A few days late, but a very happy Christmas to everyone! On Christmas Eve, we went to the 4 p.m. lessons and carols service at Westminster Abbey, which was really special.
I’ve been to Westminster Abbey a few times—once for Evensong, and a couple of times to tour it (which you have to pay about £20 to do)—but I really wanted to go to the Christmas Eve service there, at least once. It’s just such an amazing church, with so much incredible history going back nearly a thousand years, as the setting for so many coronations and royal weddings and funerals.
They release (free) tickets on certain dates at certain times in November, and I was at my computer, ready to click as fast as possible as soon as they were up for grabs. I tried last year, with no success, but this year I was able to get four, which was enough for M and my parents and me (the kids didn’t need tickets).
The seats are unreserved and the doors open an hour before the service, so my parents went on ahead to queue outside, so we wouldn’t have to have the girls waiting outside for a long time.
My parents got us good seats, and we slipped in shortly before the service began. It was not like the church service we went to locally last year on Christmas Eve, which was a chaotic family service packed with noisy children; I spent the whole service a bit tense, trying to shush the baby we normally encourage to talk (how confusing for her), poking Cheerios in her mouth, and whispering “thank you” and “sorry” to the people behind us as they picked up her book for the dozenth time; and trying to keep E, who so badly wanted to hold the open-flame candle herself, from catching her hair on fire or burning the 800-year-old sacred building to the ground. I could just imagine the Christmas Day news headlines about THAT.
Because of the way the seats are configured, which isn’t that conducive to everyone being able to see, the choir and the readers move around the abbey throughout the service, so everyone can have a chance to see something at some point. There are also video screens up above, so you can see what’s happening at all times on there, at least.
The choir of men and boys was beautiful, and the acoustics fantastic, and my mom was in heaven. The readers are often prominent or famous people; this service featured the police commissioner for the City of Westminster and the Italian ambassador, among others.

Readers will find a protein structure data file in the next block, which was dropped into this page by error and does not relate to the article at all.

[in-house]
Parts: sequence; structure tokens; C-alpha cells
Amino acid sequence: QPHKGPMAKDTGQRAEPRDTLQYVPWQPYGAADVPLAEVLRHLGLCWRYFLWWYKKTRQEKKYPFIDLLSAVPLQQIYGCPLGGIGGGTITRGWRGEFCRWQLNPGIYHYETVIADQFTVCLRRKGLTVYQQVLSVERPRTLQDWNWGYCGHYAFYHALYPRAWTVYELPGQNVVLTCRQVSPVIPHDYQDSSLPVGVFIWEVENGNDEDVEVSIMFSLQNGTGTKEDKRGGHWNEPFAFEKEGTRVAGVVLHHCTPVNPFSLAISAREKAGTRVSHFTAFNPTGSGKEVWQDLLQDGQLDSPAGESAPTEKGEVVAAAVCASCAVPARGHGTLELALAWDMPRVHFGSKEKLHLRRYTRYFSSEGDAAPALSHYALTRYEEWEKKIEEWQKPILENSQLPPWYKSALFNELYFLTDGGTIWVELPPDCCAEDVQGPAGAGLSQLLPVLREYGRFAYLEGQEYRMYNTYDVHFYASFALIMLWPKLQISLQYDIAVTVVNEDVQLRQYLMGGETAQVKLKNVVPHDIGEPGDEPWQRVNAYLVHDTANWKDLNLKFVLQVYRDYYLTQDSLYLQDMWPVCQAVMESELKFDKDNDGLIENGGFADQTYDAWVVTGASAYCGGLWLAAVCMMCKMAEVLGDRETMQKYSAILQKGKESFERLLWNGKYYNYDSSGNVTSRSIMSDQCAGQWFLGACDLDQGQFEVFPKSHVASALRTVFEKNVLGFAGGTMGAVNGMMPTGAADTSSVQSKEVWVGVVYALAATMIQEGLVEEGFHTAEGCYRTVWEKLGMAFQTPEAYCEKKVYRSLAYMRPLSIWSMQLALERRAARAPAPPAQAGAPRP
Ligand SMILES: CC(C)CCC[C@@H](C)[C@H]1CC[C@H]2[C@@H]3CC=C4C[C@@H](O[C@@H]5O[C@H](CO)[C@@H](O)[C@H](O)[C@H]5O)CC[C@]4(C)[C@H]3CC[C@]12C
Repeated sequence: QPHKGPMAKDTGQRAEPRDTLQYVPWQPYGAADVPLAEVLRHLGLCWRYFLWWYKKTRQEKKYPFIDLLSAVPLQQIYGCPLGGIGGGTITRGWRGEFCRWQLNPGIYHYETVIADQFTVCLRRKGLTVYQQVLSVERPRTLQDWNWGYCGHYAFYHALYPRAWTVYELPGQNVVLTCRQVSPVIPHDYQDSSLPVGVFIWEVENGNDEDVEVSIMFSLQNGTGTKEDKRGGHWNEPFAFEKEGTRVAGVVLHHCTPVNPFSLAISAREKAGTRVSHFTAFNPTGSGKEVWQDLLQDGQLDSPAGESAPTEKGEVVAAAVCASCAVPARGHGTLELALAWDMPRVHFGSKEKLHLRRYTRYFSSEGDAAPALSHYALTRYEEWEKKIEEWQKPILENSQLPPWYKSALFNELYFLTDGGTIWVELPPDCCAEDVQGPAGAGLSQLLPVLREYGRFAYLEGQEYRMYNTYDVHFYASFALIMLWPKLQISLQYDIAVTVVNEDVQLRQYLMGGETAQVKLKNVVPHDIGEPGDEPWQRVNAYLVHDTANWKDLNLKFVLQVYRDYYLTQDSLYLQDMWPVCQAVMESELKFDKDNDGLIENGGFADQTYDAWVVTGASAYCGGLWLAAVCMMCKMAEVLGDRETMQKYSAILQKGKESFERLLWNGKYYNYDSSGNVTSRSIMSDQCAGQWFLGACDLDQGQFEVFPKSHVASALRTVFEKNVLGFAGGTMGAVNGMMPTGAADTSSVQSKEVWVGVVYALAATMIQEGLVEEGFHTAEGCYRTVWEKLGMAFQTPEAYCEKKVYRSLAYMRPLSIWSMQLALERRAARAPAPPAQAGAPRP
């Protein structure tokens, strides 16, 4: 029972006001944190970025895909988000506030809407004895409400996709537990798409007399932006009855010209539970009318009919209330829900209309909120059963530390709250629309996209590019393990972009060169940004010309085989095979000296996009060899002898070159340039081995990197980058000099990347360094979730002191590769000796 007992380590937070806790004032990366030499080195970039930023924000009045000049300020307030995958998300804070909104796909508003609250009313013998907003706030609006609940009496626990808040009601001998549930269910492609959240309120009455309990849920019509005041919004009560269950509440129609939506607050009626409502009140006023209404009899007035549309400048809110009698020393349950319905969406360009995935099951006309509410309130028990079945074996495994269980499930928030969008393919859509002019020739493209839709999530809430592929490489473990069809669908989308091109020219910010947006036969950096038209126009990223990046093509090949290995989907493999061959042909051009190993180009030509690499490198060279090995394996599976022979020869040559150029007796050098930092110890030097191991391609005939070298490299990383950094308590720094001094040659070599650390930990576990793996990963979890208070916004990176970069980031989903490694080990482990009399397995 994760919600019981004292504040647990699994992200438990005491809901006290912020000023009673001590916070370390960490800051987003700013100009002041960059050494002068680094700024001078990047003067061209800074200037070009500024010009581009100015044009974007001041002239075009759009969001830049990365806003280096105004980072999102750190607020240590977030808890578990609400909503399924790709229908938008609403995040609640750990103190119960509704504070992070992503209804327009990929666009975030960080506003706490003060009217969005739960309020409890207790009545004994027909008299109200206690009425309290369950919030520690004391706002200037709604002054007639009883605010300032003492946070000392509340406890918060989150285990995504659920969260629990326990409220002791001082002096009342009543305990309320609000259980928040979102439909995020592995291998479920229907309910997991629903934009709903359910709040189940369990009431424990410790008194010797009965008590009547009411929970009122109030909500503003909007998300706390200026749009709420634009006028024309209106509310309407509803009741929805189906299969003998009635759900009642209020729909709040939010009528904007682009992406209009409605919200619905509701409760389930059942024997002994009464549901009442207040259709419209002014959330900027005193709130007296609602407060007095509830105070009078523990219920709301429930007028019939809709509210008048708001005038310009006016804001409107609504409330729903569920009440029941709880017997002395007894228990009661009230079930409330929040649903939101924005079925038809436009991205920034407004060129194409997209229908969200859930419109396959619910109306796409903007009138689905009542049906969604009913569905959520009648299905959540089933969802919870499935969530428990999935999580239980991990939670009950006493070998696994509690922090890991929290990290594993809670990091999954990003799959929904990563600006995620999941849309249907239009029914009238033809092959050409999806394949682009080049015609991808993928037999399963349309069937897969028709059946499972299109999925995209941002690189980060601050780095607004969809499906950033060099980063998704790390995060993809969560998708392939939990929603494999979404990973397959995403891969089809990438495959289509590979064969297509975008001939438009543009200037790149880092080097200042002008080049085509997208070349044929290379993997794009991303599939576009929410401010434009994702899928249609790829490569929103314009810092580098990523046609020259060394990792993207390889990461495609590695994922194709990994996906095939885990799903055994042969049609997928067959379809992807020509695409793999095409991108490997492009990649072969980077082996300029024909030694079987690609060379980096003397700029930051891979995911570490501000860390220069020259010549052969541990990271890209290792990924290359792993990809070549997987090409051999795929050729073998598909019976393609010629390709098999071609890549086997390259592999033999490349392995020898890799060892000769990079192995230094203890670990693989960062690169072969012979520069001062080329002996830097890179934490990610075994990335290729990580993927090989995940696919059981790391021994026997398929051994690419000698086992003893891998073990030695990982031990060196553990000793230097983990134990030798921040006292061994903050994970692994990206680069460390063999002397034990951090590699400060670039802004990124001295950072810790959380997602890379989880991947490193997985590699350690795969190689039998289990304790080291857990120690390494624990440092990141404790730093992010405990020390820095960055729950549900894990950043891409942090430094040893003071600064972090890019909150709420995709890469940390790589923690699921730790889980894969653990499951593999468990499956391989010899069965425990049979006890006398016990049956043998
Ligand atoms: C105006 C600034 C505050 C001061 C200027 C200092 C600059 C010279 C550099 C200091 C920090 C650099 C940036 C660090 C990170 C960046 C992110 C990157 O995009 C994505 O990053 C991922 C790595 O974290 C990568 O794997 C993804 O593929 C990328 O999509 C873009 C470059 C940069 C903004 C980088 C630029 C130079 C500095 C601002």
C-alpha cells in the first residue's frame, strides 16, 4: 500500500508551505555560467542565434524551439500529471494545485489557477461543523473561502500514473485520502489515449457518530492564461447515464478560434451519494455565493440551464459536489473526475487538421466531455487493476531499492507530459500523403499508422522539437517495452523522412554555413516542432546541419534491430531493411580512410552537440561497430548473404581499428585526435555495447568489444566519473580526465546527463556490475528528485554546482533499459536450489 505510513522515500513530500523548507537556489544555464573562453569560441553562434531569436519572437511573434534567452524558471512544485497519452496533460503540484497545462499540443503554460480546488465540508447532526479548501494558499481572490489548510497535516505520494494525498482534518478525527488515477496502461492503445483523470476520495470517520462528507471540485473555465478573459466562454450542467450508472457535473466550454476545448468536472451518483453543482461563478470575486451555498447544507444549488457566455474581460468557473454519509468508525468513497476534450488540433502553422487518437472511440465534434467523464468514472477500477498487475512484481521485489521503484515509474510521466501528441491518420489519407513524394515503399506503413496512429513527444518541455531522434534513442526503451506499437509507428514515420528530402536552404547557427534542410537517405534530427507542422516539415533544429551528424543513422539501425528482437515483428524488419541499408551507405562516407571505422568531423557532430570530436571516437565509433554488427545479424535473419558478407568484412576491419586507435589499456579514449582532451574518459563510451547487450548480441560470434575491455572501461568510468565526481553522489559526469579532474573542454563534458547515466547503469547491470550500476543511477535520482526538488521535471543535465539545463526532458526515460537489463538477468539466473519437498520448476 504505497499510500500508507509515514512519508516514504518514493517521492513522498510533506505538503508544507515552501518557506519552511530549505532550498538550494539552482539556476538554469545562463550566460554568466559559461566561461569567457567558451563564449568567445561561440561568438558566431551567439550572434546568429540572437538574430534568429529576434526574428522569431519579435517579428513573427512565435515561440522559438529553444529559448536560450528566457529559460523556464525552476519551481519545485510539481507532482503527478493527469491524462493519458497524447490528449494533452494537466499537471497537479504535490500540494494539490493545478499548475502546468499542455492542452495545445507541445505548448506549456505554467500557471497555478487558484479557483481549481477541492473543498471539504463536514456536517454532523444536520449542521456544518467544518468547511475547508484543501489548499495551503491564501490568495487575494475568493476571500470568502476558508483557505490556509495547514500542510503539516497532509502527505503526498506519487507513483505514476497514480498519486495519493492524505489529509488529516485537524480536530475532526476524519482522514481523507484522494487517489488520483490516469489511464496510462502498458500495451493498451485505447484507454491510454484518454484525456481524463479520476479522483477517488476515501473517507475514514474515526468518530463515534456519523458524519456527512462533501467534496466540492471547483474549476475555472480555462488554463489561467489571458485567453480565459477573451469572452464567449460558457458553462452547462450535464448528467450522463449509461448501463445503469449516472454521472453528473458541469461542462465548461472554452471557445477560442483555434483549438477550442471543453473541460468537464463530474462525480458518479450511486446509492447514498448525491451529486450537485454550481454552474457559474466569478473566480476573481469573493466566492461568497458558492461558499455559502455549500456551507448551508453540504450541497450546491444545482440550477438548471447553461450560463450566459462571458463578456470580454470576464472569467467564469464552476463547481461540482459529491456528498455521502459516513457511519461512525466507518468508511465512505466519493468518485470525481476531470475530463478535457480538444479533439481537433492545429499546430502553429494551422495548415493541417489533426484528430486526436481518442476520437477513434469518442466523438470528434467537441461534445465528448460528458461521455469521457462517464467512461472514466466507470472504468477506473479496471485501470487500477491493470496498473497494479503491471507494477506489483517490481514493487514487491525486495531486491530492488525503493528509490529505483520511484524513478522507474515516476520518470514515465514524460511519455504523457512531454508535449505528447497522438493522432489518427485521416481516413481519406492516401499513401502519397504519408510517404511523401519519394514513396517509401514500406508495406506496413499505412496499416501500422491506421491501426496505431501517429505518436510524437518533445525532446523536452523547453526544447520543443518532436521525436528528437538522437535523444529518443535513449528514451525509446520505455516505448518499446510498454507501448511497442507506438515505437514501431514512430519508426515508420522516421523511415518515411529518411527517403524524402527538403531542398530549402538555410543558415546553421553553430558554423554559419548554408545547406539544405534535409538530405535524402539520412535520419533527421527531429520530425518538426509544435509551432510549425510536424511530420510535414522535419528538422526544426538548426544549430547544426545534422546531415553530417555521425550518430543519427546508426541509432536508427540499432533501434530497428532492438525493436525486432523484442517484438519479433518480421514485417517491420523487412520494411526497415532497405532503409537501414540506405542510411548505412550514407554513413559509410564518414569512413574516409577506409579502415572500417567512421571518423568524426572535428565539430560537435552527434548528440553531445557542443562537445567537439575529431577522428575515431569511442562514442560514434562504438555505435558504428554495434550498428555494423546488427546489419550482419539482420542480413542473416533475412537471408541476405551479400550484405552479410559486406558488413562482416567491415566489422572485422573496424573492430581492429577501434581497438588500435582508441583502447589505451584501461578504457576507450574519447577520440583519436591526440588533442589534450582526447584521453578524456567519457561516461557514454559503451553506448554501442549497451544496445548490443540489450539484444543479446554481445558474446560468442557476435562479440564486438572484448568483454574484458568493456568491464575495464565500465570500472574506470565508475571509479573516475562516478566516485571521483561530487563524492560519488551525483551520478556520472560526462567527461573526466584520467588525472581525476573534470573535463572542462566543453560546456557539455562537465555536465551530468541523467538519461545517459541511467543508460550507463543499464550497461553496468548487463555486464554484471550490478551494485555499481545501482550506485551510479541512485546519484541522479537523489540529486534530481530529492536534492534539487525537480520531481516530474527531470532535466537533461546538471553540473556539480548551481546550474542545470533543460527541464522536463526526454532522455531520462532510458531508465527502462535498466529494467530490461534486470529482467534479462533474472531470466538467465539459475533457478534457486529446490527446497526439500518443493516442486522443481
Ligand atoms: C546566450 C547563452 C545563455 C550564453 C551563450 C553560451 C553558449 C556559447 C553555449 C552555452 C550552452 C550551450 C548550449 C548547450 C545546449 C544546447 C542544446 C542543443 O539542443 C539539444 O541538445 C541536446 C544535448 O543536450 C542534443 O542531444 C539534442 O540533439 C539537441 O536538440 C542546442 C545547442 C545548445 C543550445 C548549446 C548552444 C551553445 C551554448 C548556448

The service lasted about an hour and a quarter, which felt just right. We caught a taxi home, and then had a nice Christmas Eve night with dinner at home, reading ‘Twas the Night Before Christmas and Polar Express with E, and putting out both milk and cookies AND a mince pie and a “small glass of something” for Santa. Wanted to cover both American and English concepts of what Santa might like.
E has never been more excited. I just love this age for Christmas magic. She was even excited to go to bed, so Santa would hurry up and come! This was her fifth Christmas, and what’s surprising is this was the first time she’s had Christmas in the same place twice. Her first year we were in Oregon at my parents’, her second year we were in Virginia at M’s parents’, her third year we were at our house in Baltimore, and then last year and this year we were at our house in London.
Christmas morning was a happy flurry of present-opening and coffee and butterhorns (my family’s recipe we make each year just for Christmas morning) and Christmas music and a fake fire crackling on the TV screen (thanks, Netflix). E got everything on her wish list: a scarf, watch, and balloons from Santa; Baltimore Orioles cups, straws, and pants from her Mimi and Pops; and a pedal bike from Mom and Dad.
R’s favorite Christmas toy by a wide margin was a piece of red ribbon, which occupied her for hours. Not sure why we bothered to buy her anything at all!
We incorporated a few English Christmas traditions into our own Christmas traditions, such as popping open Christmas crackers at the Christmas dinner table (and then everyone must wear their paper crown that comes inside), and gathering around the TV to watch the Queen’s Christmas Day message (which comes on at 3 p.m., and lasts about 10 minutes).
I did not, however, serve a traditional English Christmas pudding. Maybe next year, if we’re still here….